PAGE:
If you contrast his first outing publicly as the manager of the Sex Pistols and the recognised founder of the punk movement; his mentoring of Adam Ant and Boy George; his subsequent breaking of world music into popular culture through Duck Rock, recorded and filmed in Soweto before the dawning of Apartheid in South Africa; his contemporising and popularising of opera through Puccini's Madame Butterfly and his final album Paris containing a beautiful and romantic duet with Catherine Deneuve - Paris, Paris - you see the emergence of the archetypical digital entrepreneur and the beginning of artistic and business models that are now entering 21st Century mainstream business thinking.
He paved the way for all those young "punk" creative garage based internet and software coders, hackers and would be entrepreneurs who broke rules because they could and found ways to make money out of doing that - think Microsoft, Apple, Google, Facebook, Twitter. McLaren was like all great entrepreneurs, a racconteur who understood strategic thinking - what made McLaren stand out was his ability to recognise his strength as an ideator, to see "ideas" as an artform in itself and their manifestation being their successful implementation, artistically and commercially. Like all great innovators, he failed regularly yet always restlessly sought the next new idea, forever honing his craft - whatever you may label that!!.
A man of our times and one of the modern world's great creative and cultural leaders!
Here is a link to a feature on Malcolm McLaren made in 1984
Bruce Nussbaum, Managing Editor, Business Week USA published an article on December 31, 2008 provocatively entitled "Innovation is Dead" in which he suggested innovation"….was done in by CEOs, consultants, marketeers, advertisers and business journalists who degraded and devalued the idea by conflating it with change, technology, design, globalization, trendiness, and anything “new.” It was done in by an obsession with measurement, metrics and math and a demand for predictability in an unpredictable world. The concept was also done in, strangely enough, by a male-dominated economic leadership that rejected the extraordinary progress in “uncertainty planning and strategy” being done at key schools of design that could have given new life to “innovation. To them, “design” is something their wives do with curtains, not a methodology or philosophy to deal with life in constant BETA — life in 2010…"Constantly confused and used interchangeably with creativity, “innovation” is worse than dead. It has become meaningless.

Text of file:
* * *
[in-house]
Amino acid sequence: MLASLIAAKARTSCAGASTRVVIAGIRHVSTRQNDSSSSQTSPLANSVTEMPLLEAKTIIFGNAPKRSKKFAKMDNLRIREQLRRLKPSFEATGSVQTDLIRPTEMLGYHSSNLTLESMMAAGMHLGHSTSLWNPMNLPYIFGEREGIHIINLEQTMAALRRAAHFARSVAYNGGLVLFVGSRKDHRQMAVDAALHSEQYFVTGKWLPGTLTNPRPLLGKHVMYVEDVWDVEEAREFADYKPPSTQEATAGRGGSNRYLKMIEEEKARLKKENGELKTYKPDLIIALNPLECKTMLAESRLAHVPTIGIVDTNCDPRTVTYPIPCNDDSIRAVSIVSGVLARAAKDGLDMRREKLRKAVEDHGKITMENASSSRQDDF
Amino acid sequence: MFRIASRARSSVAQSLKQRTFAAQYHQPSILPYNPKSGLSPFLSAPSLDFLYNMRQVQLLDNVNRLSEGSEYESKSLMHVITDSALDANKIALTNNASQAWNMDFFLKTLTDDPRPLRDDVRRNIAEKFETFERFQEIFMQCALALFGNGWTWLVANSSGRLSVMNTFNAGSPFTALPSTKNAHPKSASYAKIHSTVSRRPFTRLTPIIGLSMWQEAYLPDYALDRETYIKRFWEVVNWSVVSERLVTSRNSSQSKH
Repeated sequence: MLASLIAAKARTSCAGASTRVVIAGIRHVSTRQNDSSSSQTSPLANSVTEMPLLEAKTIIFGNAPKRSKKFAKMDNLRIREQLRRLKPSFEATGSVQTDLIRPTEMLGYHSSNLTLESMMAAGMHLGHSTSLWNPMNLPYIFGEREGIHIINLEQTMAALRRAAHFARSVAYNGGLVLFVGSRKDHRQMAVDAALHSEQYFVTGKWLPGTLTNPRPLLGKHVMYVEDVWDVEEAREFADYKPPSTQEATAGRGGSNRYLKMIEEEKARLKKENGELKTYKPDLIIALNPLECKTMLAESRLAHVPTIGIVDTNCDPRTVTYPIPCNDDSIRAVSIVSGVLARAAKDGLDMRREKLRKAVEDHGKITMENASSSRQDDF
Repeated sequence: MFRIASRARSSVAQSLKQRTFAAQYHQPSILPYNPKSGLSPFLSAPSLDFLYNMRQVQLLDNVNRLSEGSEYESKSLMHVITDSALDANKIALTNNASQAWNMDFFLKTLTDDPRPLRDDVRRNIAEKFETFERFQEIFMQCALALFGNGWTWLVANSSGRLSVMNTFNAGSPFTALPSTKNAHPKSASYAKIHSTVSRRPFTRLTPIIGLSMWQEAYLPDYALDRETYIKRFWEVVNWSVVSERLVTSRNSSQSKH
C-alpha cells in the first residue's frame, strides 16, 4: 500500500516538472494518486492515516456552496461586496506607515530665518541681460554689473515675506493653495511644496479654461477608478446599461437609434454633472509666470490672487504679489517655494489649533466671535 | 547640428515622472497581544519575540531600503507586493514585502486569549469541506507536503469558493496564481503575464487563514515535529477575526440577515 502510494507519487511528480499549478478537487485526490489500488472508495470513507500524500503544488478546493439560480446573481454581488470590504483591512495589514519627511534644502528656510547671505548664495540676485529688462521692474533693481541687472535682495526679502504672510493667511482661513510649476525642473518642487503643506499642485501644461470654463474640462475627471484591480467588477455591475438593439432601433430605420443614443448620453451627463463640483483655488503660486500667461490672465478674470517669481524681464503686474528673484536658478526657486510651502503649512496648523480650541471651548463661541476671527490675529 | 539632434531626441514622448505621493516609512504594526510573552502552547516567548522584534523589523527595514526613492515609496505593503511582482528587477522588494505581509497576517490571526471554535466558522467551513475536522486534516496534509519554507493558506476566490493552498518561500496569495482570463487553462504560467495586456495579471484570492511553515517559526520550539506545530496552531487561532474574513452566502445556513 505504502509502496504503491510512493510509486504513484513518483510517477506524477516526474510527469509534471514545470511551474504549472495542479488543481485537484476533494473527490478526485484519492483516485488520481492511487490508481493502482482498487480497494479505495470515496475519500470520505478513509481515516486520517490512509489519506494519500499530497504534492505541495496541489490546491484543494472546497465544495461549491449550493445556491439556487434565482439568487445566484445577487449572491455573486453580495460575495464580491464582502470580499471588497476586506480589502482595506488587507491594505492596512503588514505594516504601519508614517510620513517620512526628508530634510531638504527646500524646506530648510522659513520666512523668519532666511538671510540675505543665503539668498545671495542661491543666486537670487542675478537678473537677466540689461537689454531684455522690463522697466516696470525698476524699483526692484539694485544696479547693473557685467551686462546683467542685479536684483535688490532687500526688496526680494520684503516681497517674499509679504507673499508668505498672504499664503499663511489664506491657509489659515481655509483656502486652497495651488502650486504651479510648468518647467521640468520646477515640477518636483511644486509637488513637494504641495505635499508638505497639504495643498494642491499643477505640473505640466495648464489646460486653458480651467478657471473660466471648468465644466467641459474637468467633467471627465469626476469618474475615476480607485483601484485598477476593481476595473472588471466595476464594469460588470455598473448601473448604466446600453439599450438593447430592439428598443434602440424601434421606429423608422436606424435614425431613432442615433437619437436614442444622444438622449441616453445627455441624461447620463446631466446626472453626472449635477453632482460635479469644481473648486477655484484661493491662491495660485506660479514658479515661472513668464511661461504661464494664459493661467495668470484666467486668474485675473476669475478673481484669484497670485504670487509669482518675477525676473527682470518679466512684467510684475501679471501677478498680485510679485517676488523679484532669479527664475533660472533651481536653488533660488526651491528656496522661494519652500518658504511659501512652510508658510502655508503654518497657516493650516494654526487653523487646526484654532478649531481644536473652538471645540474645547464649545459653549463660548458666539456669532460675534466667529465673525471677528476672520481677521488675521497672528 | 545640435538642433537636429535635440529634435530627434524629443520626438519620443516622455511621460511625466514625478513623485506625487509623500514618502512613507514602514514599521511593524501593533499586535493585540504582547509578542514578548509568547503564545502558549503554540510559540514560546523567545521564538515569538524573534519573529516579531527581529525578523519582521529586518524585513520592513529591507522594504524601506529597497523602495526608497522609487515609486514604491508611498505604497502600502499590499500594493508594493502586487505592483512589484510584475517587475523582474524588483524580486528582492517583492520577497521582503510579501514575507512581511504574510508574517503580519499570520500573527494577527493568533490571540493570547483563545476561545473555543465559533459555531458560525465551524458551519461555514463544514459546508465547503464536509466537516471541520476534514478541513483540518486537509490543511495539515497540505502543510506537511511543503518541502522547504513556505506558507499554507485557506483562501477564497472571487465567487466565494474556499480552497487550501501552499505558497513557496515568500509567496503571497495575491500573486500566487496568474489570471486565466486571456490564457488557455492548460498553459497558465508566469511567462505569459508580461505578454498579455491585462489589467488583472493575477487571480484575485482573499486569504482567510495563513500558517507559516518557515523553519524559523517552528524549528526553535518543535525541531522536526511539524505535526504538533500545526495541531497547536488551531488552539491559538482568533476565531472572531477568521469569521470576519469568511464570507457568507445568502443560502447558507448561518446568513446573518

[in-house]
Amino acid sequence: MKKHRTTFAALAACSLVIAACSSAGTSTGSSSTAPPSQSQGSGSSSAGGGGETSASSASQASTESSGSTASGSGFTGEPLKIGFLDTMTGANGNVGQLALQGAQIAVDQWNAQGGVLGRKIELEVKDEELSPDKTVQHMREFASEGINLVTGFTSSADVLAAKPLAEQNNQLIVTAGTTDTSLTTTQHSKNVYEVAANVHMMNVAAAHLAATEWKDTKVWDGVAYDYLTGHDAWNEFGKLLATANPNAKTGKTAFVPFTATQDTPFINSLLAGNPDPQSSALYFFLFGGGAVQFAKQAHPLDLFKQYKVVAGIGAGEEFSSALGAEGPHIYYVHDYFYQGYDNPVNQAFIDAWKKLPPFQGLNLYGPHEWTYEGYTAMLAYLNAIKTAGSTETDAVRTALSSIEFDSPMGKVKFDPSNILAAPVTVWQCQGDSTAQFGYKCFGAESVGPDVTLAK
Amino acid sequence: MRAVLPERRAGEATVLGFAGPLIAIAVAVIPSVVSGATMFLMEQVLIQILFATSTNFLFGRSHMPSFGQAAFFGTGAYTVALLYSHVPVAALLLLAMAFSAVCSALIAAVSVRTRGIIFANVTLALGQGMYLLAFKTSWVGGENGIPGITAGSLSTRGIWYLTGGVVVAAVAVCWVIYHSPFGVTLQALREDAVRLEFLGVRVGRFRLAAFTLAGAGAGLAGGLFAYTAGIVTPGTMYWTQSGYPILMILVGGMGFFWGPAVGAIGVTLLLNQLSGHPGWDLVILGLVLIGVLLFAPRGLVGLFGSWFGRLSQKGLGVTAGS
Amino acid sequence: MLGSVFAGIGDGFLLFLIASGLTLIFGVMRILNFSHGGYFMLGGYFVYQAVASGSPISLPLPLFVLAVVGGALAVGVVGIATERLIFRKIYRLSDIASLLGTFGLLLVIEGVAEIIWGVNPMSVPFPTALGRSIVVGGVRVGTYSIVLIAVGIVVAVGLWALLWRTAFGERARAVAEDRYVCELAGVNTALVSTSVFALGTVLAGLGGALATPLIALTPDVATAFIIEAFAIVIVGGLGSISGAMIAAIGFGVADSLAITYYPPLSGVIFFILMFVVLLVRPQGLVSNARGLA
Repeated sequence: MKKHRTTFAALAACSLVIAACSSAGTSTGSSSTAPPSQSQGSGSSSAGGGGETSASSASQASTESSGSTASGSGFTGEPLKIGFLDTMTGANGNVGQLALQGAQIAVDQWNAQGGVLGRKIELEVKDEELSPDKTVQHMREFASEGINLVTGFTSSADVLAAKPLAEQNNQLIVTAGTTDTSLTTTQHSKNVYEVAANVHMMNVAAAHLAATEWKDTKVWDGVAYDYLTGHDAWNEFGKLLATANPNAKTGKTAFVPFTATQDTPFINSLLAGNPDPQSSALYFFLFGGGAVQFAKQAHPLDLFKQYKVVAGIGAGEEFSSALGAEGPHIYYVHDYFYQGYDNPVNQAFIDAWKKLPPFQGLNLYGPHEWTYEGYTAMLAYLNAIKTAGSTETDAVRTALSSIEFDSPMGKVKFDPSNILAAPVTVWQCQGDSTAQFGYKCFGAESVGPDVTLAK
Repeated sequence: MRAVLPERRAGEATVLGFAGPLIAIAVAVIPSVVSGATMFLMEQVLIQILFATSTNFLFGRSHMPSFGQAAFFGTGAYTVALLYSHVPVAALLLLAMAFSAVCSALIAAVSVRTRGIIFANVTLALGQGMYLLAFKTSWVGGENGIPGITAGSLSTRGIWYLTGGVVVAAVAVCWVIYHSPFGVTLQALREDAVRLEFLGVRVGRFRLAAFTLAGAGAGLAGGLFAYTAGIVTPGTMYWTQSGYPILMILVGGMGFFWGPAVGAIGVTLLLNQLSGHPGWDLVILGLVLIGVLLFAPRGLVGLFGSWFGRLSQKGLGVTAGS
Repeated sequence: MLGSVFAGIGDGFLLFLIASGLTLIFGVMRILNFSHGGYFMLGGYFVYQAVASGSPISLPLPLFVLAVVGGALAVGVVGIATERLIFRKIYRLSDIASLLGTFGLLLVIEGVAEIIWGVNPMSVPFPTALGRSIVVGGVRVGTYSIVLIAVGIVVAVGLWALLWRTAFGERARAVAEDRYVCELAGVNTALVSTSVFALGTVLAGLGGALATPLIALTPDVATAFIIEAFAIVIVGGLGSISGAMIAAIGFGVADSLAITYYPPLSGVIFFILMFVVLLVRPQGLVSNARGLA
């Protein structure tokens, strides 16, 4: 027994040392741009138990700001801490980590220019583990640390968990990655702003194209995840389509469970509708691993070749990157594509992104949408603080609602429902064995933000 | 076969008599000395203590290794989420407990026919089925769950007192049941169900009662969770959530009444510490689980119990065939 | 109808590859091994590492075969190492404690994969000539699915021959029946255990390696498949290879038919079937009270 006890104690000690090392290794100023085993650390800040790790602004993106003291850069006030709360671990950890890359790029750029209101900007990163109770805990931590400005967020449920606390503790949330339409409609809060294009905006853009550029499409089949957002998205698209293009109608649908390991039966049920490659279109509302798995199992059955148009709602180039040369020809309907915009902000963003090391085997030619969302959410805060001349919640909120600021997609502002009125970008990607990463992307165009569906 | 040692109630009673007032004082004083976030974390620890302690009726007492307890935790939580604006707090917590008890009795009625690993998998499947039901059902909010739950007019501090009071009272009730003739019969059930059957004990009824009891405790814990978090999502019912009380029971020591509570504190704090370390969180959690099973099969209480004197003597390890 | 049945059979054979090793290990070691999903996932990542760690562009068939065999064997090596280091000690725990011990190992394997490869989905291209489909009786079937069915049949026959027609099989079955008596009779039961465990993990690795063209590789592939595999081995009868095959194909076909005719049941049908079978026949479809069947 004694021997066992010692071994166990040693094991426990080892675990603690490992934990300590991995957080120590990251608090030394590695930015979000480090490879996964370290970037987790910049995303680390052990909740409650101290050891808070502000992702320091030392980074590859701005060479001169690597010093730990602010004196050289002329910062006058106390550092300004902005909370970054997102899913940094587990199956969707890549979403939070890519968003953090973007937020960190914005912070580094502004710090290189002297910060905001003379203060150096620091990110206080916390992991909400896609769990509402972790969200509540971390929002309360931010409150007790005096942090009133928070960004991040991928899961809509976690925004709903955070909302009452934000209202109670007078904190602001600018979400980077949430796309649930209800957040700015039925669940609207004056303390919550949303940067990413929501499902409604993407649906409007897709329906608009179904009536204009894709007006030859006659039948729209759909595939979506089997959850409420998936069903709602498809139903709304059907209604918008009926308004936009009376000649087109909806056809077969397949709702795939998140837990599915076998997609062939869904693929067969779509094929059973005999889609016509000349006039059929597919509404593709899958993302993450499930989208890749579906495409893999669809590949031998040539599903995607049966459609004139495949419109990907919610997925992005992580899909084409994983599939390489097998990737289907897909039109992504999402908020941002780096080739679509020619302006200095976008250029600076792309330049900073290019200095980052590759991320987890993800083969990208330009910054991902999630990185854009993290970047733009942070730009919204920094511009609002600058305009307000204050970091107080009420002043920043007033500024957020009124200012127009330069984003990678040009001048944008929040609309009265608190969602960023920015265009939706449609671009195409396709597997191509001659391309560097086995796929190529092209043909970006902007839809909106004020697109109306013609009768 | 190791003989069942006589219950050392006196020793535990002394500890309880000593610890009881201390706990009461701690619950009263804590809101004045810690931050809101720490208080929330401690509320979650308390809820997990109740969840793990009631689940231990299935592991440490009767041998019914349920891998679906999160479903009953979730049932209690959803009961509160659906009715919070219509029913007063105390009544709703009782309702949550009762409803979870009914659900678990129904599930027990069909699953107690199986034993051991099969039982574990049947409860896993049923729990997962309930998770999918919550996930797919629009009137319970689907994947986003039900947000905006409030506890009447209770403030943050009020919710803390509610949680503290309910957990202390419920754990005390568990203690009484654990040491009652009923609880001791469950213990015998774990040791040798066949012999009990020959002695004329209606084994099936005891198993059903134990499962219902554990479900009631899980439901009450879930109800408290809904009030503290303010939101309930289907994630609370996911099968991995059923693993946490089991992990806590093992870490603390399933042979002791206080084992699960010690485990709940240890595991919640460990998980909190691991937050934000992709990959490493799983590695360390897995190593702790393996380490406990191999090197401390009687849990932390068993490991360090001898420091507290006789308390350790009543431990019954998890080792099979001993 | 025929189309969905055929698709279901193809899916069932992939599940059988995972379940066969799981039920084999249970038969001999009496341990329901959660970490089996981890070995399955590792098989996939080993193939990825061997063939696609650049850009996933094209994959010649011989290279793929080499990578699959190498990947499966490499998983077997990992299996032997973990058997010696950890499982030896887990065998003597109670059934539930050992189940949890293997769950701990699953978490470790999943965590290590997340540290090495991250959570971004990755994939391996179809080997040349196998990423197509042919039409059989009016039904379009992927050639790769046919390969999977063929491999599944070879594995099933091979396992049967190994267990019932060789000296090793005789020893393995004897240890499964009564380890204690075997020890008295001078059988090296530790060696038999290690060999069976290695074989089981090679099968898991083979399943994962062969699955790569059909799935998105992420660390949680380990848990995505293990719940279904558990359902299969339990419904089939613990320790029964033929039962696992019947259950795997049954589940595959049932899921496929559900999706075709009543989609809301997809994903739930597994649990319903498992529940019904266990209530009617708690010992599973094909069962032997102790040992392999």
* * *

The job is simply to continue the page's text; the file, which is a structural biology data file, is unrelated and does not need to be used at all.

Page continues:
Everyone thinks about creativity and how it is applied differently. Every single creative conversation is different. Every single explanation for how creativity and its outcome, innovation is correct. So how can we know and differentiate between which process is right for us, what works for us and doesn't?Research around creativity and the way we behave has been going on for over 150 years. Out of the generally discredited science of phrenology in the 18th century grew 19th century psychiatry and now neuroscience. The Journal for Creative Behaviour, an unheralded academic journal, has been turning out erudite and insightful research articles quarterly for over 60 years on creative thinking, creative processes and creativity generally.